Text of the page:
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The Future of Offices

08 April 2020
The impact of COVID-19 has been felt across the breadth of our socio-economic landscape, forcing all businesses to adapt quickly to the 'new normal'. Notably we are now seeing an obligatory homeworking experiment taking place globally, with millions of people now forced to carry out their day jobs from their own homes in order to comply with social distancing rules. As a result of this homeworking revolution, we now look to the future to try and anticipate what the supply and demand for traditional office space will look like once the Coronavirus crisis subsides. 

As a result of the Coronavirus Act 2020, a moratorium has been placed on forfeiture of commercial leases for non-payment of rent (more information can be found here). Consequently many tenants who occupy office space are withholding rent in order to protect cash balances, which in turn affects landlords and investors who rely on the income stream generated by the rents. Tenants tied into longer lease arrangements for their office space are now considering whether they will need the same amount of space in the future, and many are engaging with landlords in an attempt to formally reduce, suspend or re-gear rents. As a result, investors may consider whether or not to divest or diversify in respect of office portfolios. 

The flexible and co-working office market had experienced a boom in recent years, driven largely by the rise in tech companies and start-ups. However, the current pandemic has caused particular problems for landlords of co-working space who, by their very nature, offer flexible lease terms – often with a rolling ability for either party to terminate the tenancy on short notice. Given the narrow margins that many co-working occupiers operate on, it is no surprise that a number are seeking to remove the unnecessary expense of rent whilst they are forced to operate their businesses remotely from their homes.
 
So what does the future hold for offices and their occupiers? 


With many corporate networks currently under strain as the majority of employees access systems remotely via virtual private networks (VPNs), we can expect to see an upscale in IT infrastructure which supports this way of working for the long term. Indeed, with many businesses having already invested heavily into agile working infrastructure in recent weeks and many seeing productivity maintained, some will consider whether they can in fact offset these costs by reducing the amount they spend on rent and rates in the future.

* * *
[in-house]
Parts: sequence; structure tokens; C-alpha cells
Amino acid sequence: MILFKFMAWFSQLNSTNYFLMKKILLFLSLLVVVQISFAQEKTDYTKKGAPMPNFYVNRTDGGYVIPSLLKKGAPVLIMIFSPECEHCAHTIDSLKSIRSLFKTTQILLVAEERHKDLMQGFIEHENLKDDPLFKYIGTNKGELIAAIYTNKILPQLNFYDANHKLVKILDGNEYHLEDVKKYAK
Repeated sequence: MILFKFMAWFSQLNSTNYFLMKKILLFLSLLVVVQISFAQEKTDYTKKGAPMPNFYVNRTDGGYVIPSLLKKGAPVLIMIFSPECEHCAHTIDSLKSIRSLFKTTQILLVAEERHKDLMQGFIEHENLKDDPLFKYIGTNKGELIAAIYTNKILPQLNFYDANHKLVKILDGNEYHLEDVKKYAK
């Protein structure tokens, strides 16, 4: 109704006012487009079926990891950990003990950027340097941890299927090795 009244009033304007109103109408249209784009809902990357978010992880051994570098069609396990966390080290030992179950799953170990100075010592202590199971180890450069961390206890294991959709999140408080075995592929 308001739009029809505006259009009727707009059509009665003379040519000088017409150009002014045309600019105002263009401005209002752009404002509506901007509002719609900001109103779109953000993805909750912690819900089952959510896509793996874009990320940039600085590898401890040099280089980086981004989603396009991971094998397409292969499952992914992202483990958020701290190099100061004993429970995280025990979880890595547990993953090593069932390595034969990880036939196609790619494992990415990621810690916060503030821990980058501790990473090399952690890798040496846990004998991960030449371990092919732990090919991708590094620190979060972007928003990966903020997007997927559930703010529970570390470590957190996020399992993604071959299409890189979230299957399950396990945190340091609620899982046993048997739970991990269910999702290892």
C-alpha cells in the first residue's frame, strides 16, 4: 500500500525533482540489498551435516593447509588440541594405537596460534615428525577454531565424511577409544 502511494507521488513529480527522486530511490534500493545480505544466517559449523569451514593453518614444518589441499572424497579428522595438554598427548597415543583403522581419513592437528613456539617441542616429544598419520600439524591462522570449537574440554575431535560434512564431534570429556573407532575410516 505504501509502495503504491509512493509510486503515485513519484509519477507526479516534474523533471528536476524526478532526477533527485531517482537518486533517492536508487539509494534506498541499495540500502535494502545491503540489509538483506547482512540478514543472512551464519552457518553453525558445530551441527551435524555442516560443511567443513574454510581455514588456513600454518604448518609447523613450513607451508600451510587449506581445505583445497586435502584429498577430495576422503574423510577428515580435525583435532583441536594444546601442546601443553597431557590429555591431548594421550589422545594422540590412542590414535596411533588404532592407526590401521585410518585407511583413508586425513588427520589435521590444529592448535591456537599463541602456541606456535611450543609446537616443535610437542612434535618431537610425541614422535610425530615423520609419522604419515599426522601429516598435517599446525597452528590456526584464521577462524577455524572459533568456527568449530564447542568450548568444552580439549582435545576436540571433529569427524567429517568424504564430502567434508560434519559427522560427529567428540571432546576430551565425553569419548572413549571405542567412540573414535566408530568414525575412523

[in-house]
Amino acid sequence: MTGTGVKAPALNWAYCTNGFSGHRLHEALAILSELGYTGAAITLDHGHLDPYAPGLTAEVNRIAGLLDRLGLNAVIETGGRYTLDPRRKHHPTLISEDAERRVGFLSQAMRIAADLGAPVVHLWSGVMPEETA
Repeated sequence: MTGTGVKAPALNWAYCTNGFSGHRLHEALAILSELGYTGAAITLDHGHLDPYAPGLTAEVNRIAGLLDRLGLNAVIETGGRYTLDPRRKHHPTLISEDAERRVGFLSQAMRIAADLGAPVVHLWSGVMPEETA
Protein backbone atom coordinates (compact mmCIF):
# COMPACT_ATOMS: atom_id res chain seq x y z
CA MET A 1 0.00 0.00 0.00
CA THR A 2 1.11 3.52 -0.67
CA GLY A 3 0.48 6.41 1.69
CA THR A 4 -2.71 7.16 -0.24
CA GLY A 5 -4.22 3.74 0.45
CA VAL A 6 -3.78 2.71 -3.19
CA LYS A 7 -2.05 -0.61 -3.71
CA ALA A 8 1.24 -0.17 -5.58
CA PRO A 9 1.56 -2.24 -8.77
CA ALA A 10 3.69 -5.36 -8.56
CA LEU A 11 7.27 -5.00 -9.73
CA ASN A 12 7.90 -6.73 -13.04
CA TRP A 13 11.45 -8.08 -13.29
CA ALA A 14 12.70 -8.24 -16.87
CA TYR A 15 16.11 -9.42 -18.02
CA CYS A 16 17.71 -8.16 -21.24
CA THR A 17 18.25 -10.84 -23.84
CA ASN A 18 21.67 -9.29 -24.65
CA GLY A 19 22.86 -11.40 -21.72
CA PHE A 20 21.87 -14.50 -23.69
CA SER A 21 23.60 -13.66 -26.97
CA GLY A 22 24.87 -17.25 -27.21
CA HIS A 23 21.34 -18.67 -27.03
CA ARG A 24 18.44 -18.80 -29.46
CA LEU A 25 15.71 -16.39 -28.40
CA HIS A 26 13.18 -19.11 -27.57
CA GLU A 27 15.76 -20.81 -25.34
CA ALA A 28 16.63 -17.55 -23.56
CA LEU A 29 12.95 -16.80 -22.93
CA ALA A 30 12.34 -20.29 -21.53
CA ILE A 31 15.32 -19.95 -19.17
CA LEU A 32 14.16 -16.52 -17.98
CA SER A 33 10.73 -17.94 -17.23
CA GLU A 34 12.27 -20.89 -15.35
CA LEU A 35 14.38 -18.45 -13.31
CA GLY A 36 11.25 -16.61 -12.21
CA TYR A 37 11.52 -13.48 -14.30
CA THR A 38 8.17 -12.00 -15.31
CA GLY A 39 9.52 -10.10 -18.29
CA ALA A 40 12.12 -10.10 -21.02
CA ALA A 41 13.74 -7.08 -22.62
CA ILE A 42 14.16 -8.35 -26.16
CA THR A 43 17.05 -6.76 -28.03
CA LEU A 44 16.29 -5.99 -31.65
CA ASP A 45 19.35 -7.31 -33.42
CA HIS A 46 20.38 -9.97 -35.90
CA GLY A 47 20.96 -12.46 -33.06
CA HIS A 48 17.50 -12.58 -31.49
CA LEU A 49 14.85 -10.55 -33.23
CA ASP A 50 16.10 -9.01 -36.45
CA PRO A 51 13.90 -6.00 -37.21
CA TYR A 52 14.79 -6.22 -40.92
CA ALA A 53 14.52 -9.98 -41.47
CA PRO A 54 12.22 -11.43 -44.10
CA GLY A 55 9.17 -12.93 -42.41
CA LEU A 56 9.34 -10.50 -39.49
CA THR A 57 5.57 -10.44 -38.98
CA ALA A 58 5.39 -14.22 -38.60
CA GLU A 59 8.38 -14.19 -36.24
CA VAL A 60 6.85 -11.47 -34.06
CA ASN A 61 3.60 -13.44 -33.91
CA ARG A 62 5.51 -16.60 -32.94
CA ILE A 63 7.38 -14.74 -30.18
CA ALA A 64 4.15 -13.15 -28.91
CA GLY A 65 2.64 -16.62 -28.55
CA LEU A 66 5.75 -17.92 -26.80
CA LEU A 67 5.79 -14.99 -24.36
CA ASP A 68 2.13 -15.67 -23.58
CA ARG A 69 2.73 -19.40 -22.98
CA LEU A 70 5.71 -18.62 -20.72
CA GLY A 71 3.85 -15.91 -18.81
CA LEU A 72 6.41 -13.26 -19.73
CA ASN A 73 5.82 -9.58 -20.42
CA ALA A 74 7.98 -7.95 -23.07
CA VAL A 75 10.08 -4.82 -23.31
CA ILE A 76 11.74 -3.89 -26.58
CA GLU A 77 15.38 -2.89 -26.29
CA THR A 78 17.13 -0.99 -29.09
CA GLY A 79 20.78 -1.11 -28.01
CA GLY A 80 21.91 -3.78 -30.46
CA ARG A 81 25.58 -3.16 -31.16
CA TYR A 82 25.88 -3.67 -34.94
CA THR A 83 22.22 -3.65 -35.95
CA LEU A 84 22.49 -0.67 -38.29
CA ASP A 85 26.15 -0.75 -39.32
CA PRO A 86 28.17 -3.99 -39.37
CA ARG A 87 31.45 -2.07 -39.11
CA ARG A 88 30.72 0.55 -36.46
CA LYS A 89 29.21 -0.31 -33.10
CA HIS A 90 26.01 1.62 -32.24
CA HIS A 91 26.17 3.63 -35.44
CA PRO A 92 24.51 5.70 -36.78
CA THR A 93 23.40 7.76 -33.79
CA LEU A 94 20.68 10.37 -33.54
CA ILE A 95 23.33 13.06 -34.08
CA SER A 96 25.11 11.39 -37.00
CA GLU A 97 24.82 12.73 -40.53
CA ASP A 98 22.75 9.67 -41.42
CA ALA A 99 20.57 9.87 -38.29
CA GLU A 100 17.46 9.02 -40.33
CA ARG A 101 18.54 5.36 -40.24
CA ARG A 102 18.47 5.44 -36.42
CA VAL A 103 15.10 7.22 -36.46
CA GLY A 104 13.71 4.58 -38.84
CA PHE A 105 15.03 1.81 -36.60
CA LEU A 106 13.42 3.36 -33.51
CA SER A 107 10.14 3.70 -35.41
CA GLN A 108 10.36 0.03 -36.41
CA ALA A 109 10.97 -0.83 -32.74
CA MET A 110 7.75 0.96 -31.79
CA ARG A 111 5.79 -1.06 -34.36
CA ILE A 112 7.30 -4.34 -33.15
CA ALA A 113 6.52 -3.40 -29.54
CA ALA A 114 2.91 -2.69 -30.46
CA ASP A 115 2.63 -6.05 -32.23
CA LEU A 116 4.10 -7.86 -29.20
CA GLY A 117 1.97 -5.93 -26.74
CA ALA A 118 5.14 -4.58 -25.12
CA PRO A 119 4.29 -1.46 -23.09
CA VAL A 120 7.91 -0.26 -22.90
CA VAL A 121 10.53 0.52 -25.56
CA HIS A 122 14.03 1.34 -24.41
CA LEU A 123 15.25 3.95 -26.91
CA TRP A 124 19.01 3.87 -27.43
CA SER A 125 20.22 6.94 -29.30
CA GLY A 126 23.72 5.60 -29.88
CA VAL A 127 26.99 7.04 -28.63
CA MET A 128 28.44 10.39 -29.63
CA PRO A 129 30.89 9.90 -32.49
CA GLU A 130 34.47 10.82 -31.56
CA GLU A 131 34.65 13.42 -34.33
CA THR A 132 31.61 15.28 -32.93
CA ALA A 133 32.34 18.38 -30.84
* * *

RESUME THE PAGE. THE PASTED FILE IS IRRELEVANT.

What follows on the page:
A fall in demand for office space would likely yield lower rents across most markets, at least during the short-term. Similarly, an oversupply of offices in many key locations would see tenants able to negotiate shorter lease terms, rent incentives and tenant break options. 

Although an early casualty of the social distancing measures which have been imposed, landlords of co-working space could see a rise in demand in due course from occupiers who traditionally opted for exclusivity under longer lease agreements. Clearly flexibility will be the key appealing feature for those who still require a bricks-and-mortar office presence. 

As an aside, if the upscaling of home working is as dramatic as some predict, this also raises questions as to whether large-scale transport infrastructure plans should be placed on hold or scaled down if the demands of daily commuters diminishes as a result of the pandemic. 

From a human resource perspective, when normality returns (whatever that may look like) we can expect an increase in employees formally requesting that they continue to work from home on a full or part time basis. With businesses already providing the infrastructure to support this it could be difficult to justify a business case for denying such requests. 

A 2016 study by Forbes showed that increased flexibility to working patterns can create improvements to morale, productivity and engagement and that generally those that work remotely are happier. However, businesses that have traditionally operated within an office environment will need to strike a balance in the future. The majority of us thrive on human interaction and additionally the benefits of working collaboratively and sharing knowledge within, for example, an open plan office cannot be underestimated. Tools such as Microsoft Office, Skype and Zoom have been in high demand recently and are able to bridge the gap between isolation and collaboration to some extent, but currently are no substitute for direct interaction with colleagues. On a related point, there is also the impact on employees' mental health to consider if home working becomes a long term reality.  

In conclusion, following the seismic economic and social upheaval caused as a result of the COVID-19 pandemic we can expect to see changes in how office space is utilised in the future. Those businesses working from offices that were overcrowded prior to the pandemic will now most likely promote pro-active agile working policies with a view to supporting a blend of both office-based and remote employees. Businesses will likely seek to invest further into the infrastructure that supports homeworking ahead of investing in new and larger premises. Continuing tenants of traditional offices will have greater bargaining power to negotiate lease terms which are both more favourable and more flexible, whilst other occupiers could consider a shift towards tenancies within co-working space in order to have the ability to expand and contract their office presence with greater ease.  

Further Reading

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